What you eat can have a profound effect on your brain chemistry, which not only improves your mood, but can also give you the energy and motivation to make positive changes in your life.
Foods to Make You Happy!
Glucose is the main fuel for the brain and a steady supply is vital for mood and mental performance. Balancing blood sugar helps provide this steady supply. Aim to eat and snack regularly (three main meals, two snacks). Choose whole foods – whole grains, lentils, beans, nuts, seeds, fresh fruits and vegetables. Avoid processed foods, high-sugar foods, refined flour, white rice, and stimulants such as coffee, tea and colas. Combine protein with complex carbohydrates to slow the release of glucose into the blood.
Foods rich in complex carbohydrates, like whole grains, oats and lentils, also increase GABA, the brain’s natural anti-anxiety chemical. GABA induces relaxation, reduces stress and anxiety, and increases focus.
A common cause of feeling the blues is having an imbalance in key neurotransmitters – chemical messengers like GABA, serotonin and adrenalin, that are needed to motivate and make you feel happy and well. All the major anti-depressant drugs are designed to influence the balance of these neurotransmitters, however they are also directly influenced by nutrition.
Essential fats regulate the release and performance of serotonin, our ‘happy hormone’, and low levels are linked to depression. Omega 3 and 6 fats should account for one third of our total fat intake, and should be in a 1:1 ratio with each other. Essential fats are found in abundance in nuts and seeds (flax, hemp, pumpkin seeds, walnuts, brazil nuts, walnuts, sunflower and sesame seeds) and oily fish (wild salmon, mackerel, fresh tuna, anchovies and sardines). Minimise your intake of fried food, saturated fat from meat and dairy, and alcohol, all of which disrupt the brain’s ability to utilize essential fats.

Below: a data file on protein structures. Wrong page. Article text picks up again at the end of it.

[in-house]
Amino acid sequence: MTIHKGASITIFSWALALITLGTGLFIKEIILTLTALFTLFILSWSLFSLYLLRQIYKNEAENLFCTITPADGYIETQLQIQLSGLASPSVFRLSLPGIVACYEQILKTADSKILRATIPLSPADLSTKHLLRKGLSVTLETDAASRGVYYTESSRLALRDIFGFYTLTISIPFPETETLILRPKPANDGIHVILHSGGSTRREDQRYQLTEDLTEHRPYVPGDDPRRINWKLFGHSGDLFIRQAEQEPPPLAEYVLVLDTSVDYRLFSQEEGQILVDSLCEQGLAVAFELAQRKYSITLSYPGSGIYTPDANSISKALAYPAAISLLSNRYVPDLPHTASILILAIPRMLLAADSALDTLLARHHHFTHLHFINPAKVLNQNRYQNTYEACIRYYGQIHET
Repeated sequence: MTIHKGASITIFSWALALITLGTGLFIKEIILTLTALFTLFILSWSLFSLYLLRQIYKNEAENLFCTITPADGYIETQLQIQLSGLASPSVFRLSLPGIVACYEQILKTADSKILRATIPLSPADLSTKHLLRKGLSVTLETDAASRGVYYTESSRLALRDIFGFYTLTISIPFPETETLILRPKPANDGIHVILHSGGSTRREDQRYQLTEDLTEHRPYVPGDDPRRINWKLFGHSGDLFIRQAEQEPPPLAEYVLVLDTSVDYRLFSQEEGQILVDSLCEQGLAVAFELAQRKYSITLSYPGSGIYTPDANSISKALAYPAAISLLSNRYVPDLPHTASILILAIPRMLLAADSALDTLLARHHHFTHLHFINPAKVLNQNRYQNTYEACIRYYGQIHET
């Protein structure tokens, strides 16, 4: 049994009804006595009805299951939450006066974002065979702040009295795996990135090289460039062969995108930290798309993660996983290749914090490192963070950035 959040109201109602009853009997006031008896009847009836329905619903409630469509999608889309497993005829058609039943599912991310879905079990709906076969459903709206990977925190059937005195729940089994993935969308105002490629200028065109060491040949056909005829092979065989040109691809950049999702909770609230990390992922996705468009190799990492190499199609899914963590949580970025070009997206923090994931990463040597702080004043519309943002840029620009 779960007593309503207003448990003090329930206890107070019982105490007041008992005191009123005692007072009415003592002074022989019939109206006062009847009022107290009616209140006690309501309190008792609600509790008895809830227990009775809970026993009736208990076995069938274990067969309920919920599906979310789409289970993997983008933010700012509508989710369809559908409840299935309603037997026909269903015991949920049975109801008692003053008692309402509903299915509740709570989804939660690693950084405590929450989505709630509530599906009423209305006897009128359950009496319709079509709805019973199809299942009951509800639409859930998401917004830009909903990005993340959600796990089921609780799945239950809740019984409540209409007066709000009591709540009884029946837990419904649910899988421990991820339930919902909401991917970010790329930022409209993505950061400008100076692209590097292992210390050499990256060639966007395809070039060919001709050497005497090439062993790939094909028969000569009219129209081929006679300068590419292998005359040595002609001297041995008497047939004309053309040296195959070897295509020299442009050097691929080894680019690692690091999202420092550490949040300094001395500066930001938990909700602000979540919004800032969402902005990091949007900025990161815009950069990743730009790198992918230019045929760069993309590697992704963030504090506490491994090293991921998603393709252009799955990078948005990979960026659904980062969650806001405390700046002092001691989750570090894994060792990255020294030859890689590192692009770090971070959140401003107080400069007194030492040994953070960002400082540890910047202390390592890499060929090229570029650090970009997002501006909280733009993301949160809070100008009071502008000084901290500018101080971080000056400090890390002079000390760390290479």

High stress, blood sugar imbalances, not enough light and lack of building-block vitamins can all lead to low serotonin. The body uses the amino acid tryptophan to make serotonin. Tryptophan is found in many high protein foods, including chicken, turkey, fish, cheese, beans, tofu, oats and eggs. Have a baked potato with cottage cheese or tuna, oat-based porridge or a salmon fillet with quinoa and lentil pilaf, to increase your intake and boost your mood.
The amino acid tyrosine is essential for making dopamine and noradrenalin, chemicals which influence your motivation. Tyrosine is found in many high protein foods, including chicken, turkey, fish, milk, cheese, cottage cheese, yoghurt, lima beans, almonds, sesame and pumpkin seeds.
The B vitamins, especially B6, B12 and folic acid, help produce and balance the brain’s neurotransmitters. Increase your intake of B vitamins by eating more whole grains, such as brown rice, quinoa and couscous, dark green leafy vegetables, broccoli, cabbage, cauliflower and kale, and lentils. B12 is found is meat, fish, dairy products and eggs.
Try to get daily exercise to relieve stress. Exercises like running cause endorphins to be produced in the brain, which create a sense of mental wellbeing and calm. Researchers have also found that doing yoga increases levels of the neurotransmitter GABA in the brain, so this may be particularly useful if anxiety is a problem.
Gomez-Pinilla F (2008) Brain foods: the effects of nutrients on brain function, Nature, Nature Reviews Neuroscience, 9: 568-578
Streeter CC et al (2007) Yoga Asana sessions increase brain GABA levels: a pilot study, Journal of Alternative & Complementary Medicine, 13(4): 419-26